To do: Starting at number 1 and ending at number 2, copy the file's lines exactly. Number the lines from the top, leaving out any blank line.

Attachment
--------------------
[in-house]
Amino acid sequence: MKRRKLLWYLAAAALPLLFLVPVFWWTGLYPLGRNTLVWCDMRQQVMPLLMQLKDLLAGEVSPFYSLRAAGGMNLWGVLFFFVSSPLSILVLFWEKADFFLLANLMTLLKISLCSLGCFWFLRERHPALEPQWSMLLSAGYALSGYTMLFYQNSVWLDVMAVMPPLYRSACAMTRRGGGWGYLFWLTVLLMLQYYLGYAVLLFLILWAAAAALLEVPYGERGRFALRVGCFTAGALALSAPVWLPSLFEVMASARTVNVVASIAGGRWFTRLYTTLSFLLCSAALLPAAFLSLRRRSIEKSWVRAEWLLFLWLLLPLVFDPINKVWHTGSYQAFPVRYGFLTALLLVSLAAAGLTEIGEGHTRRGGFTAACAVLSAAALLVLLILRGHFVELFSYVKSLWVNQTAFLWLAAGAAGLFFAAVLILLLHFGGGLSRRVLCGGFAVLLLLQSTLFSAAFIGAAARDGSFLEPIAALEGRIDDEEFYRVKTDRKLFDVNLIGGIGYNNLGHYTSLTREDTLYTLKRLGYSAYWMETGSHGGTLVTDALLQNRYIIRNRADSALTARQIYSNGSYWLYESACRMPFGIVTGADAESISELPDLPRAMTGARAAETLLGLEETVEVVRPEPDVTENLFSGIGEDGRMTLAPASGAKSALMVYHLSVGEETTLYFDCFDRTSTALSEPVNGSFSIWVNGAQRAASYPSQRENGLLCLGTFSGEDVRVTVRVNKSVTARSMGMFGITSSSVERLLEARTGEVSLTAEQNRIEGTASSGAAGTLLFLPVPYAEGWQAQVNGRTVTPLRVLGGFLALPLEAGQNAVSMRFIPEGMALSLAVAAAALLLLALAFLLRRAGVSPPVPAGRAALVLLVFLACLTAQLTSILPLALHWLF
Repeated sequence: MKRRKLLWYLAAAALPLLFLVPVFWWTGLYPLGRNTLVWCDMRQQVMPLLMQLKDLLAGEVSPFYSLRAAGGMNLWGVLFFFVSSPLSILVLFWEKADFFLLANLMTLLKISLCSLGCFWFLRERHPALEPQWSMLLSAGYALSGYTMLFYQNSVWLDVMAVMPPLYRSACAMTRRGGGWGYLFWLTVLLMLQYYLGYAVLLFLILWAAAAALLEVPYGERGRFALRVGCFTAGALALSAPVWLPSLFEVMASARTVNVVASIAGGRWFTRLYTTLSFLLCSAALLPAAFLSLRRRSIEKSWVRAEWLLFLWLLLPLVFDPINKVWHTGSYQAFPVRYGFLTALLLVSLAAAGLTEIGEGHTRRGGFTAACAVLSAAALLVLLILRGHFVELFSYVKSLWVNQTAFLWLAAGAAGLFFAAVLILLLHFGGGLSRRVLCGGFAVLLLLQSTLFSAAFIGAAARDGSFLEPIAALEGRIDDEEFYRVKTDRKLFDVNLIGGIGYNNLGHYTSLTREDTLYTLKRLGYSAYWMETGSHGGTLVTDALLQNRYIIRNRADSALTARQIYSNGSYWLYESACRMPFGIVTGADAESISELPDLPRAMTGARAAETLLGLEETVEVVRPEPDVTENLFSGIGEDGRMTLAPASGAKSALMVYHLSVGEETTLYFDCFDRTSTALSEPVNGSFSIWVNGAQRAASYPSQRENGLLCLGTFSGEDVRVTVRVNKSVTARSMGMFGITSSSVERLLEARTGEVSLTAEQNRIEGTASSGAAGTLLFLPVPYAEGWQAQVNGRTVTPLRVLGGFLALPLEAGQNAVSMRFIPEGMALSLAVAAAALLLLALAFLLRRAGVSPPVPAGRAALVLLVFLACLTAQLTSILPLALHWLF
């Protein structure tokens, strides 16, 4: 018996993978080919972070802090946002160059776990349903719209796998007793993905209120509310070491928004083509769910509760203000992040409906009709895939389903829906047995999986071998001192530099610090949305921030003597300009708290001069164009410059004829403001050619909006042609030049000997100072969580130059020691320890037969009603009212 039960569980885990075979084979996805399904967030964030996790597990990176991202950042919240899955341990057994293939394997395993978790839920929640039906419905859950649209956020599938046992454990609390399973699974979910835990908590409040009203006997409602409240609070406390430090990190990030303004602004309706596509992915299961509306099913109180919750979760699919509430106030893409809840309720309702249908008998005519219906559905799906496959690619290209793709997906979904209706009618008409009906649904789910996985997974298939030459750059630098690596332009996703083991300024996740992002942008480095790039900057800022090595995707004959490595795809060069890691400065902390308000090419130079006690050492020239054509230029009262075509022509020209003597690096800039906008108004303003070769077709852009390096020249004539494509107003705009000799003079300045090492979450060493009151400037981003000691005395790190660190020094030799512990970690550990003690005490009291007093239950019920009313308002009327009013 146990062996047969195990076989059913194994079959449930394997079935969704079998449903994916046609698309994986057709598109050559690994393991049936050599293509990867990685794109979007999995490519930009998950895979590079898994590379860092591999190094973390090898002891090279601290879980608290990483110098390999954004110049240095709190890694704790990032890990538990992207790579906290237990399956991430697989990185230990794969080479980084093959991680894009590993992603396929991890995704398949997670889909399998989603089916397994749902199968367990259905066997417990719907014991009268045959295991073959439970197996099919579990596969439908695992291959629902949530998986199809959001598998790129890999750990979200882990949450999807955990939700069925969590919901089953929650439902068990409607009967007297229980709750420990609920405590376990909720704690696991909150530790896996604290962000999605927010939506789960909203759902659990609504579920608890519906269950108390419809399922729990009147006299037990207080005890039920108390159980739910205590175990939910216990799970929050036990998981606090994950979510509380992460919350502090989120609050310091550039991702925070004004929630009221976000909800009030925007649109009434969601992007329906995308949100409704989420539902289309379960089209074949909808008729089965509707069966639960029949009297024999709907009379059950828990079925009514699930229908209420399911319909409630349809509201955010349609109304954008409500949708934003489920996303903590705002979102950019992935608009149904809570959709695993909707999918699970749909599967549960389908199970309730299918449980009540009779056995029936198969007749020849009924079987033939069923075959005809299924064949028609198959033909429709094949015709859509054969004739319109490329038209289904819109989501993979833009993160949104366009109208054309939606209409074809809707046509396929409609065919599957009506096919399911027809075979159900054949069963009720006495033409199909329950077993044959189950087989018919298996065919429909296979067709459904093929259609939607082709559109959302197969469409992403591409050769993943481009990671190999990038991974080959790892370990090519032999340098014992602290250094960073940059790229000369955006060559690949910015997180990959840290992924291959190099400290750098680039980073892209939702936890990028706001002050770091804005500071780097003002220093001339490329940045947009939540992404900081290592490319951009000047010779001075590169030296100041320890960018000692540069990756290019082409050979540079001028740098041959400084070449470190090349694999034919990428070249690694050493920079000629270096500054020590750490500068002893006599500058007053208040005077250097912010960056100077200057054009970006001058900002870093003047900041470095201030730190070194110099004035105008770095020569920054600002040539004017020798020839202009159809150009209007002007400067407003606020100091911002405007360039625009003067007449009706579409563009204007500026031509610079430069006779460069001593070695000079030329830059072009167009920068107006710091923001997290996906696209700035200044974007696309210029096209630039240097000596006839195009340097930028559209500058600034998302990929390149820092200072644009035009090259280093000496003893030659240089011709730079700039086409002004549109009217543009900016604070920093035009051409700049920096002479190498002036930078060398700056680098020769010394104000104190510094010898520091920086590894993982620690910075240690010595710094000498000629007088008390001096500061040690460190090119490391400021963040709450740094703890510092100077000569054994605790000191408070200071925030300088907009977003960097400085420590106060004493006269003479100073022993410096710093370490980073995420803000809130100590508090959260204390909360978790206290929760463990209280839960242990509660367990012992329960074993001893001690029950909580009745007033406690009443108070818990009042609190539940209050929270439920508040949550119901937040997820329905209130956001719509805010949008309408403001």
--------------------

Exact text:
[in-house]
Amino acid sequence: MKRRKLLWYLAAAALPLLFLVPVFWWTGLYPLGRNTLVWCDMRQQVMPLLMQLKDLLAGEVSPFYSLRAAGGMNLWGVLFFFVSSPLSILVLFWEKADFFLLANLMTLLKISLCSLGCFWFLRERHPALEPQWSMLLSAGYALSGYTMLFYQNSVWLDVMAVMPPLYRSACAMTRRGGGWGYLFWLTVLLMLQYYLGYAVLLFLILWAAAAALLEVPYGERGRFALRVGCFTAGALALSAPVWLPSLFEVMASARTVNVVASIAGGRWFTRLYTTLSFLLCSAALLPAAFLSLRRRSIEKSWVRAEWLLFLWLLLPLVFDPINKVWHTGSYQAFPVRYGFLTALLLVSLAAAGLTEIGEGHTRRGGFTAACAVLSAAALLVLLILRGHFVELFSYVKSLWVNQTAFLWLAAGAAGLFFAAVLILLLHFGGGLSRRVLCGGFAVLLLLQSTLFSAAFIGAAARDGSFLEPIAALEGRIDDEEFYRVKTDRKLFDVNLIGGIGYNNLGHYTSLTREDTLYTLKRLGYSAYWMETGSHGGTLVTDALLQNRYIIRNRADSALTARQIYSNGSYWLYESACRMPFGIVTGADAESISELPDLPRAMTGARAAETLLGLEETVEVVRPEPDVTENLFSGIGEDGRMTLAPASGAKSALMVYHLSVGEETTLYFDCFDRTSTALSEPVNGSFSIWVNGAQRAASYPSQRENGLLCLGTFSGEDVRVTVRVNKSVTARSMGMFGITSSSVERLLEARTGEVSLTAEQNRIEGTASSGAAGTLLFLPVPYAEGWQAQVNGRTVTPLRVLGGFLALPLEAGQNAVSMRFIPEGMALSLAVAAAALLLLALAFLLRRAGVSPPVPAGRAALVLLVFLACLTAQLTSILPLALHWLF